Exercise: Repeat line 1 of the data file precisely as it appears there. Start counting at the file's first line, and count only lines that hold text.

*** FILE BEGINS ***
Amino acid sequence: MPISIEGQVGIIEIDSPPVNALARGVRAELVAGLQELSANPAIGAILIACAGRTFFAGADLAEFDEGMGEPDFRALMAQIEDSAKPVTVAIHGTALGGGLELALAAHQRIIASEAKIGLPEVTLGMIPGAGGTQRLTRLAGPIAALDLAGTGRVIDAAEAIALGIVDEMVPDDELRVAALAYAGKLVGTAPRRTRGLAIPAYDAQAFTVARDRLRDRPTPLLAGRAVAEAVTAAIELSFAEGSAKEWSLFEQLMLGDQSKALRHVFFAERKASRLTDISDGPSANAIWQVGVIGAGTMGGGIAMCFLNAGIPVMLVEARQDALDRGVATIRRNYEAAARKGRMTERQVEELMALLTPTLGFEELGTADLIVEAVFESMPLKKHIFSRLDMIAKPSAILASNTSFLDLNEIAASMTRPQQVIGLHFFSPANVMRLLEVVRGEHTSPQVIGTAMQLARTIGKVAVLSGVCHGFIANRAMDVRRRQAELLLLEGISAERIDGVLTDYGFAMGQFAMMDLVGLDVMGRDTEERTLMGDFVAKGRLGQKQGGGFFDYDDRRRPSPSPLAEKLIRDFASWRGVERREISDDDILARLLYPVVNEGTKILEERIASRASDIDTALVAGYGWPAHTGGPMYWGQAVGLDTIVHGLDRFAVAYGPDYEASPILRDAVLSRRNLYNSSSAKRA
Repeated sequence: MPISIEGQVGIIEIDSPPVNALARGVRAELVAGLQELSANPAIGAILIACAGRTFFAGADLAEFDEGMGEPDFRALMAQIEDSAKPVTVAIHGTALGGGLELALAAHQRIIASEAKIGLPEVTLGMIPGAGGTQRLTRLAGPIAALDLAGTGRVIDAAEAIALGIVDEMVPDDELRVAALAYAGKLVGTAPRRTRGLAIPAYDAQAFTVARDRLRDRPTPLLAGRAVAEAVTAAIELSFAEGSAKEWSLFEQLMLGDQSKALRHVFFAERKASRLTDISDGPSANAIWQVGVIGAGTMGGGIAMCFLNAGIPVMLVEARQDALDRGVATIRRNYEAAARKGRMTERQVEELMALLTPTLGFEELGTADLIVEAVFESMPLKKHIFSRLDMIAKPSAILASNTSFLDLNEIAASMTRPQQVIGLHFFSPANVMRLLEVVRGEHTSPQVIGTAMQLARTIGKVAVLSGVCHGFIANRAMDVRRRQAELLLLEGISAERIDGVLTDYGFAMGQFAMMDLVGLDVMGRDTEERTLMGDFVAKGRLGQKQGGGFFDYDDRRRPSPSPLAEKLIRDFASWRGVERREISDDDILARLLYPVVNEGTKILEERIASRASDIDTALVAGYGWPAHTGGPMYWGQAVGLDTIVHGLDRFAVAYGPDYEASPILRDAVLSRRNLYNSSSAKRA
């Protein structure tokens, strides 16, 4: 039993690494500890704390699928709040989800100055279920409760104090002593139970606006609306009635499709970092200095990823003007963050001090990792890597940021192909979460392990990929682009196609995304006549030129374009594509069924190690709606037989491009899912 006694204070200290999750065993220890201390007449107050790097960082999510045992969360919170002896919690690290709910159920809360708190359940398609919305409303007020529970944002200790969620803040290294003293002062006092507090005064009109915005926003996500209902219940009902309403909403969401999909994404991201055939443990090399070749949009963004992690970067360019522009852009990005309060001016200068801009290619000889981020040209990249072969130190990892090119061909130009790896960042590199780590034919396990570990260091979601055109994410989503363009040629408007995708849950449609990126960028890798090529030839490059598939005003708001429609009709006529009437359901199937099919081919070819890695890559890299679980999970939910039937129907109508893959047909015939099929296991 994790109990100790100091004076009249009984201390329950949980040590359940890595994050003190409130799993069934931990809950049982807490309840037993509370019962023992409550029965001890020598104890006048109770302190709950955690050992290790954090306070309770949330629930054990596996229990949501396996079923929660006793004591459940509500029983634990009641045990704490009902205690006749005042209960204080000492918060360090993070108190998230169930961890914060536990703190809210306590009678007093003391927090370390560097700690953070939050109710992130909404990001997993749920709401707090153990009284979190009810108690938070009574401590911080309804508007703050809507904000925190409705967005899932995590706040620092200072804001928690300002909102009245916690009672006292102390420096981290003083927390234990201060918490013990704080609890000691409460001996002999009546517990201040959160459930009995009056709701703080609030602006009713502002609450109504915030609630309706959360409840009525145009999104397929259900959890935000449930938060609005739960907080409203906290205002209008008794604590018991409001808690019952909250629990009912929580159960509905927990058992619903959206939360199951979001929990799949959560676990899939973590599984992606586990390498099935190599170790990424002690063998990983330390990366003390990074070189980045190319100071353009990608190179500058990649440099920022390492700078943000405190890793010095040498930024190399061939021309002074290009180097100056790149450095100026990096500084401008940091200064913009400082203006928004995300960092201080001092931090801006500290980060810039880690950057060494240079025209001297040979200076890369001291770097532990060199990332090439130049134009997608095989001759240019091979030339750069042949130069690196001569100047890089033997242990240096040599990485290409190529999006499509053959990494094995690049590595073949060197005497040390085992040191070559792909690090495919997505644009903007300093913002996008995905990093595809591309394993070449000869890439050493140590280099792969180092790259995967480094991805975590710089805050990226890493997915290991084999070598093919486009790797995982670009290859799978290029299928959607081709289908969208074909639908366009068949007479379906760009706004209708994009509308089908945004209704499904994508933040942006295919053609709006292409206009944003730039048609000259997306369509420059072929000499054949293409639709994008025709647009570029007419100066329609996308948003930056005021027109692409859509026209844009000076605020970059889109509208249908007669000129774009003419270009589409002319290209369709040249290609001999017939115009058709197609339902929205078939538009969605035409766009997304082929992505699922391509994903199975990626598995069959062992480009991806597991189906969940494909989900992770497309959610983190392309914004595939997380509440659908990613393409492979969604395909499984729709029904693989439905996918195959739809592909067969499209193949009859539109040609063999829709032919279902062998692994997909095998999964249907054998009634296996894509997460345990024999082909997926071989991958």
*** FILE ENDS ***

Amino acid sequence: MPISIEGQVGIIEIDSPPVNALARGVRAELVAGLQELSANPAIGAILIACAGRTFFAGADLAEFDEGMGEPDFRALMAQIEDSAKPVTVAIHGTALGGGLELALAAHQRIIASEAKIGLPEVTLGMIPGAGGTQRLTRLAGPIAALDLAGTGRVIDAAEAIALGIVDEMVPDDELRVAALAYAGKLVGTAPRRTRGLAIPAYDAQAFTVARDRLRDRPTPLLAGRAVAEAVTAAIELSFAEGSAKEWSLFEQLMLGDQSKALRHVFFAERKASRLTDISDGPSANAIWQVGVIGAGTMGGGIAMCFLNAGIPVMLVEARQDALDRGVATIRRNYEAAARKGRMTERQVEELMALLTPTLGFEELGTADLIVEAVFESMPLKKHIFSRLDMIAKPSAILASNTSFLDLNEIAASMTRPQQVIGLHFFSPANVMRLLEVVRGEHTSPQVIGTAMQLARTIGKVAVLSGVCHGFIANRAMDVRRRQAELLLLEGISAERIDGVLTDYGFAMGQFAMMDLVGLDVMGRDTEERTLMGDFVAKGRLGQKQGGGFFDYDDRRRPSPSPLAEKLIRDFASWRGVERREISDDDILARLLYPVVNEGTKILEERIASRASDIDTALVAGYGWPAHTGGPMYWGQAVGLDTIVHGLDRFAVAYGPDYEASPILRDAVLSRRNLYNSSSAKRA